There is a bit of an art to creating web and blog content. It doesn’t necessarily come naturally, and usually, until someone points it out, you don’t even notice. Unfortunately, writing the way many (most?) people write on the web, can cause you to lose potential customers. This is a problem, because after all, you want new customers, right? If your writing is turning people off, then you’re losing money.
When we talk to friends, what’s the most natural thing we talk about? Ourselves. When we talk about our business, like if someone asks, “What do you do?”, what do we talk about? Ourselves. It’s the most natural thing to talk about and say, “We do this, and we do that.” Others might say, “Oh, we sell these widgets, and we also sell those gizmos.”
Unfortunately, when people are shopping for a service or product, and they’re not quite sure exactly what to choose, it’s far better if your website (or you) tell them how your services or products will help THEM, not just what you do.
As an example, I just went to a random attorney’s website, and it says (names have been changed to protect the, um, well, you know) on the home page:
The Law Office of Doey, Cheatem and Howe is a law firm specializing in creative legal solutions for residents of Bedrock, CA. Practice areas include family law, estate planning, real estate, landlord/tenant law, contract law, contract disputes, and probate.
Blah blah blah. That doesn’t really help you, does it? Maybe you don’t know WHAT you need, you just know you need a lawyer because Aunt Mabel died with a pile of cash in her mattress and a mortgage-free house. Do you need a probate attorney? Something else? Who knows?
Worse, it’s boring. People will not engage with that kind of content on the site. It’s not engaging, and it doesn’t address MY particular issue or problem.
Always remember that people searching on Google (or the others) are looking for SOLUTIONS to their PROBLEMS. They don’t care who you are, your company name, or your tagline. They don’t care about ALL your services, they just want to know if you can solve their one problem and make it go away. They either want a do-it-yourself solution, or they want to pay someone to make it disappear.
We We Monitor
Read the copy on your website back to yourself or have someone read it out loud to you. Does it say “We” a lot? Count the “we’s” – how many are there? The more “you” focused your copy is, the more it’s going to help engage your customers.
Here’s a quick test. Go to the WeWe Monitor (you can Google it too), and put in your web address in the top box, and your company name in the next box. Test your website to see what your score is. Did you get a high “We” score, and a low customer focused score? That’s typical, but if you change it, it’ll be better for your customers and you.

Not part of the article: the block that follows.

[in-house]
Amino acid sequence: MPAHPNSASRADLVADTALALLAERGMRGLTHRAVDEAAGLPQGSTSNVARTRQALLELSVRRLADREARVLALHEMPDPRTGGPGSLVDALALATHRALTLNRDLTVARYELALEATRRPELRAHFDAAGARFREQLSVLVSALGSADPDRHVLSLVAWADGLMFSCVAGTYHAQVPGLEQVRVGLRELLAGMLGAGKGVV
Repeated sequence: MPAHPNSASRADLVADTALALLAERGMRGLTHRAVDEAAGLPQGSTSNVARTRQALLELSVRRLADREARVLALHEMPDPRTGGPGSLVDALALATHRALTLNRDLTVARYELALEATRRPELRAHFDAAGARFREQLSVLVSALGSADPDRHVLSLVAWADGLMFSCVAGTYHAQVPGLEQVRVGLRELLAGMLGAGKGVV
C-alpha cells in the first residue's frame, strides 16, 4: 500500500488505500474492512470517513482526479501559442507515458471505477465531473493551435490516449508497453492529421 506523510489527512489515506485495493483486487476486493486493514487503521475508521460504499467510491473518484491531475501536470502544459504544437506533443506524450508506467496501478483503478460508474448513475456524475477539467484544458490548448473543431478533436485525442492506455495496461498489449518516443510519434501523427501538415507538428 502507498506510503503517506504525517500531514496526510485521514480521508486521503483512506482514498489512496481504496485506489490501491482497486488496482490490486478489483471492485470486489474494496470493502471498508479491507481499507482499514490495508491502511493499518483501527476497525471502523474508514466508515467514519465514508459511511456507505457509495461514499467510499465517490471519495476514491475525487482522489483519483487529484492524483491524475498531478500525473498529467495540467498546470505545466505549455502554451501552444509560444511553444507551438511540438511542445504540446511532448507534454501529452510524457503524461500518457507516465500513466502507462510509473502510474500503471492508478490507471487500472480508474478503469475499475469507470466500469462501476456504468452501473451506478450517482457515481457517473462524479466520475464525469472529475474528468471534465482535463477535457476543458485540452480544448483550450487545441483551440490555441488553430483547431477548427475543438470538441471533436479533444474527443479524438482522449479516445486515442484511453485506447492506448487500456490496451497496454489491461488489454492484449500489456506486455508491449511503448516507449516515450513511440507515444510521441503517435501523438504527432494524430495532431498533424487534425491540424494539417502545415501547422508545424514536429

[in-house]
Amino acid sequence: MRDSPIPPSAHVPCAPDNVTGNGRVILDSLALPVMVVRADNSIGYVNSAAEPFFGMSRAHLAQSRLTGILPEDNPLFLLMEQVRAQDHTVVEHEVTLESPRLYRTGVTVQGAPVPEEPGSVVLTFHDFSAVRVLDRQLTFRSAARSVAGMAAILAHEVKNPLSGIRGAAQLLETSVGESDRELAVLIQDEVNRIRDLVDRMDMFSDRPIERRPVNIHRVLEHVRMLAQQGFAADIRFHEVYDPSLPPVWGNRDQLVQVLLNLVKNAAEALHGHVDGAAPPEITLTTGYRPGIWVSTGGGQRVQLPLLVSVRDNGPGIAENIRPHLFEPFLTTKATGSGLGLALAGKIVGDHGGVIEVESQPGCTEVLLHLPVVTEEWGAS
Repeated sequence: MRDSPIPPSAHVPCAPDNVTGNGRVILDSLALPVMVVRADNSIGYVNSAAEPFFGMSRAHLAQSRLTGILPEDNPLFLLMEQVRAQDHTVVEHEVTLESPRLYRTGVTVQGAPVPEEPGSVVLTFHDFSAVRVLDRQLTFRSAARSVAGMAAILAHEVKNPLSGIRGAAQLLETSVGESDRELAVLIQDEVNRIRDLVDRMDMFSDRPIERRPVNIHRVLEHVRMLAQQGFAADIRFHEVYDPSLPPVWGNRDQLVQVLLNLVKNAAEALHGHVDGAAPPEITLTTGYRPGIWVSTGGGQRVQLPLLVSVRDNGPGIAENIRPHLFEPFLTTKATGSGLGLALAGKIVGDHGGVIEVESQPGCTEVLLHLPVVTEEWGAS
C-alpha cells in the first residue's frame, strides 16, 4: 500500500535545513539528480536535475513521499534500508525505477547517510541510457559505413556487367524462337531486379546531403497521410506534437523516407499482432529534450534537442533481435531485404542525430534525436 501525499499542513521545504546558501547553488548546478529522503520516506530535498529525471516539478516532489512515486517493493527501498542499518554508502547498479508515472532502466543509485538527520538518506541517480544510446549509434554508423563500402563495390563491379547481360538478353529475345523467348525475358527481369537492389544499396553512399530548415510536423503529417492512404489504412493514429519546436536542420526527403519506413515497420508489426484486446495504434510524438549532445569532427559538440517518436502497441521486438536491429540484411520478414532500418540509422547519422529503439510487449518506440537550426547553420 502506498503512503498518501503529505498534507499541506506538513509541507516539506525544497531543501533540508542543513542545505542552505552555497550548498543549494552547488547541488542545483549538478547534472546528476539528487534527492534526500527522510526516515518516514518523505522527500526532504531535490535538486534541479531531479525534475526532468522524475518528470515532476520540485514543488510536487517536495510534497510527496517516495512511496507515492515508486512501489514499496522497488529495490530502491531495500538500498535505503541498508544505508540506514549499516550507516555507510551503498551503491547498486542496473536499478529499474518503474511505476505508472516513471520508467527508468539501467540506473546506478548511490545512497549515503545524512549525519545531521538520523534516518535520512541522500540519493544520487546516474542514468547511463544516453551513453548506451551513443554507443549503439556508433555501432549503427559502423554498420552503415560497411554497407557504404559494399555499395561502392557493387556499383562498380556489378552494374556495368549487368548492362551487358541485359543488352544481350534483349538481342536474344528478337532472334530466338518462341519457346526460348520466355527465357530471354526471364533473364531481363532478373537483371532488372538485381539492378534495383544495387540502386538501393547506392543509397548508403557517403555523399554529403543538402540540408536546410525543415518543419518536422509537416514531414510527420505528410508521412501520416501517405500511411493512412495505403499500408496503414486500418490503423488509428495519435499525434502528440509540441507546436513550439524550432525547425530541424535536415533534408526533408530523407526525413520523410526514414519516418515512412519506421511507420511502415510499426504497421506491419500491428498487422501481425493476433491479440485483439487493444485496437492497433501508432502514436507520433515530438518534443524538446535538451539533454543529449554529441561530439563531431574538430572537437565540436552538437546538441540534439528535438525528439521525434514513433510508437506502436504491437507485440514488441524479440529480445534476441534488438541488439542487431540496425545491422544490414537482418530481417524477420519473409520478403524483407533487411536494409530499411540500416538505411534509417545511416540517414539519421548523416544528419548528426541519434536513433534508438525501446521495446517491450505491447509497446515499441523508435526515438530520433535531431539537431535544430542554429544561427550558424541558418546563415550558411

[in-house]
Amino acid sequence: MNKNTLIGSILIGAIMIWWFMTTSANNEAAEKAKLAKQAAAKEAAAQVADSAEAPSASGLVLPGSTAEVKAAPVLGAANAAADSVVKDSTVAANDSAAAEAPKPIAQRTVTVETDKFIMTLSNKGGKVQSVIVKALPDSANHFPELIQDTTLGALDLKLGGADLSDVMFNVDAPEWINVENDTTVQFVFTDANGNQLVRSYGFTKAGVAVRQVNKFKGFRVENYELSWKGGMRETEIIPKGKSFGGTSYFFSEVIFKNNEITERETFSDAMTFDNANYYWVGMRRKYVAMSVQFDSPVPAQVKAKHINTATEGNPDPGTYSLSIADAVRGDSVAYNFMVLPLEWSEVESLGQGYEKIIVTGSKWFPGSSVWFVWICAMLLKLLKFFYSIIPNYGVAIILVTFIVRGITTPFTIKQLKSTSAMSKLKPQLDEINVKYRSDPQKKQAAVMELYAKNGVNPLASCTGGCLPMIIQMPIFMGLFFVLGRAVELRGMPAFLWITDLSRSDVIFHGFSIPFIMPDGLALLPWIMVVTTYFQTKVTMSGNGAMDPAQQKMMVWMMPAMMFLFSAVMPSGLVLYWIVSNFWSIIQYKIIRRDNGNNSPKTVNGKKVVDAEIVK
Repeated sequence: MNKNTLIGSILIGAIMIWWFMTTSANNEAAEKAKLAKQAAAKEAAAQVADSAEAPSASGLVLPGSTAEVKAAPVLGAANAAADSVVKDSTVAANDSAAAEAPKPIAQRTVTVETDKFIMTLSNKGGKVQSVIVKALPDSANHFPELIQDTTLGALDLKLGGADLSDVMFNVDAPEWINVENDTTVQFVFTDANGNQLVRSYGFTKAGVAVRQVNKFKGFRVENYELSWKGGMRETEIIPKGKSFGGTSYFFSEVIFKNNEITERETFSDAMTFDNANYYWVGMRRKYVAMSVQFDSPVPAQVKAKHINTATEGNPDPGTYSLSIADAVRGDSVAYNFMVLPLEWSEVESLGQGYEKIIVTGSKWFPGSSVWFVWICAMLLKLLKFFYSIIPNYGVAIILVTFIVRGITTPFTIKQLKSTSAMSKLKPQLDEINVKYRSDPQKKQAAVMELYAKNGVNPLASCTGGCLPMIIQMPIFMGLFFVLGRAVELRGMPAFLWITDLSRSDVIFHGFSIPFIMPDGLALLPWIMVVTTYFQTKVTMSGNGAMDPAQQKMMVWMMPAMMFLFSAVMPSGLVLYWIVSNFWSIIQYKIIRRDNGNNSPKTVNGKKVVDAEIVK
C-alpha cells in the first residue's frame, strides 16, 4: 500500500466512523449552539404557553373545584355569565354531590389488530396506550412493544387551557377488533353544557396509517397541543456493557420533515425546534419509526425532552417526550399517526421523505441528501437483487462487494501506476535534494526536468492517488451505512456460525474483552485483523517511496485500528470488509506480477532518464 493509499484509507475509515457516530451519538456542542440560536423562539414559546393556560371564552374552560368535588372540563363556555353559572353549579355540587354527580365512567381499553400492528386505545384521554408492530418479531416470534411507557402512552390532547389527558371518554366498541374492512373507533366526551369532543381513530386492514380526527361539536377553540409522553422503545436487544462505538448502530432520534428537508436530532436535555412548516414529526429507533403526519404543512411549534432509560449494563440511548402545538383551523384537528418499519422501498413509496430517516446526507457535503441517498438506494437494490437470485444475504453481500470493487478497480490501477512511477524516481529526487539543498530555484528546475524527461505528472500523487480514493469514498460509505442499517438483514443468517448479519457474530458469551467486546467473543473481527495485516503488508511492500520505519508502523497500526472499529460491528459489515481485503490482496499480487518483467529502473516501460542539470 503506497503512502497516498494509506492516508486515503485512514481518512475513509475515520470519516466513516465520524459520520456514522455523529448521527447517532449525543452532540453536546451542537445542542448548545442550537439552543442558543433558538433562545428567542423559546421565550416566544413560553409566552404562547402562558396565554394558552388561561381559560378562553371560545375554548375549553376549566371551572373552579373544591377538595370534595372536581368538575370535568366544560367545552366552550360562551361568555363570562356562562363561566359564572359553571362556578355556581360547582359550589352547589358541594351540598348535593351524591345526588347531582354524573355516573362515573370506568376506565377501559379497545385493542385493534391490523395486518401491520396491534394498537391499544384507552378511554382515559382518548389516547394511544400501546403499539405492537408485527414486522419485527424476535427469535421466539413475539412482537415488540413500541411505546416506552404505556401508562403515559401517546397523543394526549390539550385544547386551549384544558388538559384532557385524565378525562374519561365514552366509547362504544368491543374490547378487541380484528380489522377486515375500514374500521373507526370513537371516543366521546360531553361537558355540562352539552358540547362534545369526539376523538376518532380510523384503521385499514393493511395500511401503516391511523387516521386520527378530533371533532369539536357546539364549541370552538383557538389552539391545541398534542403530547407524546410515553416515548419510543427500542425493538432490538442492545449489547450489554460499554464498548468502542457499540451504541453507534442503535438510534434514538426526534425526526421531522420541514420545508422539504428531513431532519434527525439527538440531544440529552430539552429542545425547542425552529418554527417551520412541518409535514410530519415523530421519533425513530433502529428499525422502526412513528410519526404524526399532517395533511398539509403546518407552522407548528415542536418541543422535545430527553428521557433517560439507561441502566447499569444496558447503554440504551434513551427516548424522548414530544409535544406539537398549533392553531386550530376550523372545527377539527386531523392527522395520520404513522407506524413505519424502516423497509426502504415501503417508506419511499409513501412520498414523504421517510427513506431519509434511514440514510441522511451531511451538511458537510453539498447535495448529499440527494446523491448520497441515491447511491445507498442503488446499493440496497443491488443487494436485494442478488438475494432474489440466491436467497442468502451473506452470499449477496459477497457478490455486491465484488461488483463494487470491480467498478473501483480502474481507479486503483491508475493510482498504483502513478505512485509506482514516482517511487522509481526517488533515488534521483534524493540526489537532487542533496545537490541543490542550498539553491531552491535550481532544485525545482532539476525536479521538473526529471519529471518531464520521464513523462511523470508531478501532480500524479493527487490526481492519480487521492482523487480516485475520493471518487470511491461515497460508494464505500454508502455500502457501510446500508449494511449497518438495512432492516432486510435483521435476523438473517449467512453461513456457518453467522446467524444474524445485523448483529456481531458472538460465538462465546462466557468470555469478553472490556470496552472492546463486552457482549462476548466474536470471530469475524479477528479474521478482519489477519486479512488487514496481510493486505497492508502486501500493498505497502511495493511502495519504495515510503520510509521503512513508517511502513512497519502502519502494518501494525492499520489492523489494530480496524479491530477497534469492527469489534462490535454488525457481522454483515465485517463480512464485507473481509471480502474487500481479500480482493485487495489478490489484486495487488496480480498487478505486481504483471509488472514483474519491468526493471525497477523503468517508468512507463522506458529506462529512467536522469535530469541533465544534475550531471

What Is Your Customer’s Pain?
How do you talk about your customers, and not yourself? This may be a difficult mental shift, and for many, it is. Think about what your customers have told you. Maybe they are afraid of dishonest mechanics or car salesmen, a painful experience at the dentist, or IRS audits (think accountants). How can you address their pain? Think about the top four types of pain your customers might experience when looking for your company, and address it with an if/then statement, like:
If you’re a business owner who struggles with:
- Having a good handle on where your company’s money is being spent
- Are afraid of the IRS auditing your company wasting time you don’t have and costing you thousands
- Growth in your business that your current accountant doesn’t have the expertise to handle it
- How to set up payroll properly so you do all he taxes correctly
Then you may be a good fit to speak with our accounting firm…
This is a great way to make it “you” focused. Your customers may read one of those bullets and think, “Wow, that’s ME! I’d better call these guys right away!” The more you focus on THEIR issues and problems, the more compelling it is, and the more likely they’ll do what you want them to do.
Talk about their pain, their issues, their problems, and then suggest that your company might be the solution to all their problems. Read through the rest of the copy, and see where you can make it “you” focused. Read through all your description tags (we talked about them before). How can you make them YOU focused?
Call To Action
Always make sure you have a “Call-To-Action on every page. A CTA is THE ONE thing (not two, not seven, ONE) that you want them to do to communicate with you. It could be lots of things, like:
- Sign up for my newsletter
- Download our free e-book (and simultaneously get our free newsletter)
- Call us
It could be any of the above. But make sure there is only one CTA and make it very obvious – like a big fat red button, right below the pain points.
These points can help you get your potential customers engaged more so that they will engage with you, which is ultimately what you want them to do.